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Oreos for ETs, Hubble Troubles, Earth’s Heartbeat and More Mysterious News Briefly — June 22, 2021

Mysterious News Briefly — June 22, 2021

A 2,000-year-old, well-preserved leather sandal was found in a bog in Lower Saxony in northern Germany and may have been lost by someone walking in sticky mud. Or someone hoping to convince their spouse they really needed a new pair of shoes like those nice high-heeled ones everybody is talking about.

China’s sweeping bitcoin crackdown has caused a crash in the price of graphics cards, allowing more people to afford to become bitcoin miners if the government wasn’t punishing high electricity users. That explains the Google searches for “longest extension cord.”

That mysterious sign in the Sedgley area of the UK demanding council action on three recent alien abductions turned out to be a hoax perpetrated by a local resident who posted an apology and used it as an opportunity to promote his graphic novel. He may want to leave it up in case angry aliens don’t like jokes and decide to abduct him.

In anticipation of the big Pentagon report on UAPs, the maker of Oreo cookies has announced “The Oreo Offering” to send “a sign of peace and unity to any extraterrestrials out there with a playful offering of earth’s No. 1 cookie.” We’re in big trouble if aliens are diabetic.

Hubble troubles continue as NASA specialists were unable to connect the backup memory module of the space telescope after a recent failure of the payload on-board computer which has repeatedly put the telescope into safe mode. Have they tried pressing the Windows key plus R?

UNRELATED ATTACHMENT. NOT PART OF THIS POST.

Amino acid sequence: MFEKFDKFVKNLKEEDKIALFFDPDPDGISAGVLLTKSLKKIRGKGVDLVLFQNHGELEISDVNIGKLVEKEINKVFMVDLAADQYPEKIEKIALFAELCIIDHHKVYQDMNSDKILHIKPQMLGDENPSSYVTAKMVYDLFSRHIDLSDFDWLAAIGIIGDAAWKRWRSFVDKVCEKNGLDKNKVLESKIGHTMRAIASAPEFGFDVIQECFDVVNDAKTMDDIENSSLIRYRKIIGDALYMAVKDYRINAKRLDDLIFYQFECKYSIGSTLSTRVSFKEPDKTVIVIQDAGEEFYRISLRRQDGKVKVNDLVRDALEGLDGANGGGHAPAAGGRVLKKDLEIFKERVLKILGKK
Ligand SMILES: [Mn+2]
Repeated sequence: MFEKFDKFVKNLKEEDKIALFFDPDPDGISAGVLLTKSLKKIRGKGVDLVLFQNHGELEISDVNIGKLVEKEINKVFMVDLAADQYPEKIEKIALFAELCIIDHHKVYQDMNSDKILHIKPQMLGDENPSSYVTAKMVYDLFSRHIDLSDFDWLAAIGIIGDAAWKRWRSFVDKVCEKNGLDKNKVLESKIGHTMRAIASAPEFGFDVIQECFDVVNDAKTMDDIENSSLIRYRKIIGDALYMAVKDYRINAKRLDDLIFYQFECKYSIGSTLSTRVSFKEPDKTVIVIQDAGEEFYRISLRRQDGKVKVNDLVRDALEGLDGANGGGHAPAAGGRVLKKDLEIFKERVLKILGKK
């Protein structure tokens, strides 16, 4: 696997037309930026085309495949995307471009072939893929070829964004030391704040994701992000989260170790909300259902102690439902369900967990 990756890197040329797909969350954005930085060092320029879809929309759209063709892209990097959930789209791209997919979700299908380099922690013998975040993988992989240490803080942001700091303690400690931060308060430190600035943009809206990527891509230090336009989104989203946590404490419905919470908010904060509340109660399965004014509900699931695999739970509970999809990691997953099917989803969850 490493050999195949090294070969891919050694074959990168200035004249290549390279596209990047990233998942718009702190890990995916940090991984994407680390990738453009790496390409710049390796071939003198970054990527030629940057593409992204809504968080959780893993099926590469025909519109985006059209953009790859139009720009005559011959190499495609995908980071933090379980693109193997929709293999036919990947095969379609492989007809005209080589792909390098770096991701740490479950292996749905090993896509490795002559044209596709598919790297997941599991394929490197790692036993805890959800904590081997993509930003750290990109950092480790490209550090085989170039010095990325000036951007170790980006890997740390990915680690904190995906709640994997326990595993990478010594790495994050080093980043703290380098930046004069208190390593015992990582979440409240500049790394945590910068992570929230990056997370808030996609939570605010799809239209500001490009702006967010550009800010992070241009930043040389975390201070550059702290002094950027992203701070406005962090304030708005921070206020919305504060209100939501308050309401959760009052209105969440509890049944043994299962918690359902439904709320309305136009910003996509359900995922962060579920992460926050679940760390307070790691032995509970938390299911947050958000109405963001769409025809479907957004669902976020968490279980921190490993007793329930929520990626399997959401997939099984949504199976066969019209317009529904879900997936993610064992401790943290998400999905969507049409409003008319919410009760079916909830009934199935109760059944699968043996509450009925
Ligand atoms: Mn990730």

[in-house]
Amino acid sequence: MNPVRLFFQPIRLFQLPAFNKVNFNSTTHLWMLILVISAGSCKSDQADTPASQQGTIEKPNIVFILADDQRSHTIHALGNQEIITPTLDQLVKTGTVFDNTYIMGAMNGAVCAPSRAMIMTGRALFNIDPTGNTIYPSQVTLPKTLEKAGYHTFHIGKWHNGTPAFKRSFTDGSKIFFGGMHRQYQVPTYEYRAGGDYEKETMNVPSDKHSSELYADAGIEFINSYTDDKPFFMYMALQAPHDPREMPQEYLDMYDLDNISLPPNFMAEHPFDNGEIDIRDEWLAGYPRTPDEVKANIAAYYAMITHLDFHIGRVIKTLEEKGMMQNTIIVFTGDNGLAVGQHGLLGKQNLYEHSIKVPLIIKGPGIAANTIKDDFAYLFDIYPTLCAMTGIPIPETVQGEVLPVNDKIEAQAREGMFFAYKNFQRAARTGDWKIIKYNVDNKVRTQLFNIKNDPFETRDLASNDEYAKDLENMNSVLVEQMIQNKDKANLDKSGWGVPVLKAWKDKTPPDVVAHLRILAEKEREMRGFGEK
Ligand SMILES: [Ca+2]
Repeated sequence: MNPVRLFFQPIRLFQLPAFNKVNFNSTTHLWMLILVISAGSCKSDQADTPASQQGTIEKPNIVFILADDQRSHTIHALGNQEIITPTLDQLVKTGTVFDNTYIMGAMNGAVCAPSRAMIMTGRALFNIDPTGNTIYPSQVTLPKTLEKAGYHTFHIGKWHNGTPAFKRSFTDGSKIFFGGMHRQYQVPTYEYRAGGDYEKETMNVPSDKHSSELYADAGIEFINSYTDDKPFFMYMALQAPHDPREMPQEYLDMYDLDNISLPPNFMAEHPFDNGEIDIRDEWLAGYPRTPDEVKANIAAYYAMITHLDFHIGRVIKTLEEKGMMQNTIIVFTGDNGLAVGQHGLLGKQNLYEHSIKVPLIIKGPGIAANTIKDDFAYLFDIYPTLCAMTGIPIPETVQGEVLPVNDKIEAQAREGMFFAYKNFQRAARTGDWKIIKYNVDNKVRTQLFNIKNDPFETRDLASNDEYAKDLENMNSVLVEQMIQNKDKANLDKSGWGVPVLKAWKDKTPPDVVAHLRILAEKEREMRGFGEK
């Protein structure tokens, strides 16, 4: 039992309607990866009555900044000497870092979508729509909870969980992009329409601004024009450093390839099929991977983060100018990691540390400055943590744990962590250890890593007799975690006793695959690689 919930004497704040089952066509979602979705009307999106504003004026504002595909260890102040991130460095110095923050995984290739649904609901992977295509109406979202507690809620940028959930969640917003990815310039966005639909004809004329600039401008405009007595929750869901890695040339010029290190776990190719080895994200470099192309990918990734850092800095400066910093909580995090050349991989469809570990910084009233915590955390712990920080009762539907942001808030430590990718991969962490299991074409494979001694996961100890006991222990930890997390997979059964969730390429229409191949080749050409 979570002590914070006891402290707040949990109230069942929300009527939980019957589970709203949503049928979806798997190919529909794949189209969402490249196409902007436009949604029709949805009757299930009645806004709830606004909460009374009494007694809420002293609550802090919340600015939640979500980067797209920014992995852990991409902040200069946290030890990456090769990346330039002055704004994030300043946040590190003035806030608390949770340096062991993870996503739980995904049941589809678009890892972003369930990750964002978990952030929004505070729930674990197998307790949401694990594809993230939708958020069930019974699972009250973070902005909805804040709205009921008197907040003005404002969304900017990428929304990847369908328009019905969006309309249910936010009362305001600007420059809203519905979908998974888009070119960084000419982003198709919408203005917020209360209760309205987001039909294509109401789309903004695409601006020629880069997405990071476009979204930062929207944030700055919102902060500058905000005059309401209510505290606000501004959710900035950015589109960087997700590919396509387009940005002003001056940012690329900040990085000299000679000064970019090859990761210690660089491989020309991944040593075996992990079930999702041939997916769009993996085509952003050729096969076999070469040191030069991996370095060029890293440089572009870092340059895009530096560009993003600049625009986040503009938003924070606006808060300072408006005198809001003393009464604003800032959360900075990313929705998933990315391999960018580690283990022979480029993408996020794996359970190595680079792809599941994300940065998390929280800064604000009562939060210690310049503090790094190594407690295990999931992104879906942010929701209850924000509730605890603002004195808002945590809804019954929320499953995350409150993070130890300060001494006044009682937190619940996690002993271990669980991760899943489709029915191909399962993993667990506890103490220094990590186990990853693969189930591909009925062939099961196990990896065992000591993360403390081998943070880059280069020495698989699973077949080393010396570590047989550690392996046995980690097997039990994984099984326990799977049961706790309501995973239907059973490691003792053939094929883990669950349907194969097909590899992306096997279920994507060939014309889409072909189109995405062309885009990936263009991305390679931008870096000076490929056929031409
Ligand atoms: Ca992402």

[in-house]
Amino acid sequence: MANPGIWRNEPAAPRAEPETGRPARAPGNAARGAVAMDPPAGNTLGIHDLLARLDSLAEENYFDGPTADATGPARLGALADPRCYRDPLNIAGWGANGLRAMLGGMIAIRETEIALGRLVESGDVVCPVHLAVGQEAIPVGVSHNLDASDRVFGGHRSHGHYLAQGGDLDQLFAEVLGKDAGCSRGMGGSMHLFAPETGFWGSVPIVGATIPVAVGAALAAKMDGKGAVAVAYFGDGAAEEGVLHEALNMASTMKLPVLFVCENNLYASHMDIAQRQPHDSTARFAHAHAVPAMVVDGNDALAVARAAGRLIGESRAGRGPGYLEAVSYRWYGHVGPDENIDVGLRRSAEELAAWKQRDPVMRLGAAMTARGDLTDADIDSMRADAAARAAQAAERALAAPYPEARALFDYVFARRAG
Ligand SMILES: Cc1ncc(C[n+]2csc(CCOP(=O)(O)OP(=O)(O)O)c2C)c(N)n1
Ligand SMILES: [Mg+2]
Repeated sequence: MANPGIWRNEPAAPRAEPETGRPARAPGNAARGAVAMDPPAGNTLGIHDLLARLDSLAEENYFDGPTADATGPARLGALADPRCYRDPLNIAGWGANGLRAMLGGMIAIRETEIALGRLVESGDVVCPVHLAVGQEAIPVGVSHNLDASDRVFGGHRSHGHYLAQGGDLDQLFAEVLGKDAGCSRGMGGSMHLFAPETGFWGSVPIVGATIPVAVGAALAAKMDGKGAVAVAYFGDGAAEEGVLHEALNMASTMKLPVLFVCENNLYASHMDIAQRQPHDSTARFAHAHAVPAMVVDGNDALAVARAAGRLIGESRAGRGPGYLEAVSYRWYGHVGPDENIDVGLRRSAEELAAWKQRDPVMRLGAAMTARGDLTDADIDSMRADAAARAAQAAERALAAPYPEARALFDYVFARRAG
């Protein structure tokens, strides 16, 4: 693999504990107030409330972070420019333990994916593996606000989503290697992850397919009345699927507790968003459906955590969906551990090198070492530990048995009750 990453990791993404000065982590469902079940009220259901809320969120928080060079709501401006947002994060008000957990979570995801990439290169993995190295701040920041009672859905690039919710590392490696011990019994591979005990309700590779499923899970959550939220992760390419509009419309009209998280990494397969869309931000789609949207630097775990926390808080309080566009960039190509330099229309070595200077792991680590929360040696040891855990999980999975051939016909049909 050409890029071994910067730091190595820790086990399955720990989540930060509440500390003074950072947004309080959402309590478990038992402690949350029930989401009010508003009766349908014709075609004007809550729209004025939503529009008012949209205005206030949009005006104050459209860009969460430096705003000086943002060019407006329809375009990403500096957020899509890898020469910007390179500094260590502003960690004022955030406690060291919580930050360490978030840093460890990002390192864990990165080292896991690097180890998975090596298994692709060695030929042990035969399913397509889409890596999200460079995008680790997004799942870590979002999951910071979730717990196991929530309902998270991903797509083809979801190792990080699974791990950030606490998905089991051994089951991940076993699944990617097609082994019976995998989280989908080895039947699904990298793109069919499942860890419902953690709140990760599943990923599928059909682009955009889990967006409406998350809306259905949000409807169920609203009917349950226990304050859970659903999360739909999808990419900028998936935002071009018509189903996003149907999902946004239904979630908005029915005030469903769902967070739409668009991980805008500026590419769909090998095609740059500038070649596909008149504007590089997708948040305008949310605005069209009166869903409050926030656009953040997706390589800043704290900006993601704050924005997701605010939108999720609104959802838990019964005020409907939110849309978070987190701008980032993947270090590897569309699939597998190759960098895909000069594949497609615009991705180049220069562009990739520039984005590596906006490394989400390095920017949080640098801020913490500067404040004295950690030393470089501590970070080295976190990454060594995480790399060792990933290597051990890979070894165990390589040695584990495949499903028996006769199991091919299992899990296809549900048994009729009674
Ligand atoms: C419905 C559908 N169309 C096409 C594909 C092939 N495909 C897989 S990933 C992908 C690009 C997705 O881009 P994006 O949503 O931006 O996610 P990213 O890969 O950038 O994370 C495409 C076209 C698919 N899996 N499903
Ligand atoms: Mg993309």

An Arizona State University study asked “How Will We React to the Discovery of Extraterrestrial Life?” and found that “we would actually be pretty upbeat about it.” This proves we have reached a critical point where more than half of Americans have never seen “Independence Day.”

The so-called minor planet 2014 UN271 is about to make its closest pass to the Sun on its 600,000-year orbit before it loops around and makes its long trip back to the Oort cloud. It won’t be visible to the naked eye, but you might hear young aliens on it chanting “Are we there yet? Are we there yet?”

Biologist Jack Longino has spent most of his career hunting for new species of ants in the rainforests of Central America (he’s found over 100) but recently discovered a new ant species, Strumigenys ananeotes, in his own backyard in Salt Lake City near the University of Utah. Now he’s trying to figure out how to write off the cost of walking to his garden.

A University of York study found that the tradition of holding onto everyday items as keepsakes when a loved one dies dates back at least 2,000 years to the Iron Age, with some items like quernstones (for grinding grain) and bone spoons being popular keepsakes. We saw The Sentimental Spoons open for The Lovin’ Spoonful.

Former Blink-182 frontman and co-founder of the To The Stars Academy Tom DeLonge spoke recently about aliens watching over Earth and said, “It is not even debatable, the evidence is there, the governments know what’s going on.” “That’s bull-hockey – I have never met Tom DeLonge,” said the queen.

A new study of ancient geological events found that Earth has a slow, steady ‘heartbeat’ of catastrophic geological activity every 27.5  million years, but we’ve got 20 million years until the next beat. Can too many lightning strikes at once cause a Frankensteinian defibrillator effect? (Asking for a nervous friend who thinks too much.)

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Paul Seaburn is the editor at Mysterious Universe and its most prolific writer. He’s written for TV shows such as "The Tonight Show", "Politically Incorrect" and an award-winning children’s program. He's been published in “The New York Times" and "Huffington Post” and has co-authored numerous collections of trivia, puzzles and humor. His “What in the World!” podcast is a fun look at the latest weird and paranormal news, strange sports stories and odd trivia. Paul likes to add a bit of humor to each MU post he crafts. After all, the mysterious doesn't always have to be serious.
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